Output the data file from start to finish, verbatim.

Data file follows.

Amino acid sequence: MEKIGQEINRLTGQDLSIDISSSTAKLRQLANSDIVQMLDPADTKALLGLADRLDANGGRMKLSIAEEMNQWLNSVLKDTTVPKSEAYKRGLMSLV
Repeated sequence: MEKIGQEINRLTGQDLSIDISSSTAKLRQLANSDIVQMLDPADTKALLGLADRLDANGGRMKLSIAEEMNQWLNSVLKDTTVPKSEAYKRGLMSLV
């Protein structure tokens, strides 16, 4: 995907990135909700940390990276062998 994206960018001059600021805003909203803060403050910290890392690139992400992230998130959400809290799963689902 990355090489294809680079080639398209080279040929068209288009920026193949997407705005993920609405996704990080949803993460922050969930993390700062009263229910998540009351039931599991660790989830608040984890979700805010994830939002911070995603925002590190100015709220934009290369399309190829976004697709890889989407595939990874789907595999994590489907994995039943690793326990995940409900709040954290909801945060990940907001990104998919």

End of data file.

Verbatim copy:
Amino acid sequence: MEKIGQEINRLTGQDLSIDISSSTAKLRQLANSDIVQMLDPADTKALLGLADRLDANGGRMKLSIAEEMNQWLNSVLKDTTVPKSEAYKRGLMSLV
Repeated sequence: MEKIGQEINRLTGQDLSIDISSSTAKLRQLANSDIVQMLDPADTKALLGLADRLDANGGRMKLSIAEEMNQWLNSVLKDTTVPKSEAYKRGLMSLV
């Protein structure tokens, strides 16, 4: 995907990135909700940390990276062998 994206960018001059600021805003909203803060403050910290890392690139992400992230998130959400809290799963689902 990355090489294809680079080639398209080279040929068209288009920026193949997407705005993920609405996704990080949803993460922050969930993390700062009263229910998540009351039931599991660790989830608040984890979700805010994830939002911070995603925002590190100015709220934009290369399309190829976004697709890889989407595939990874789907595999994590489907994995039943690793326990995940409900709040954290909801945060990940907001990104998919």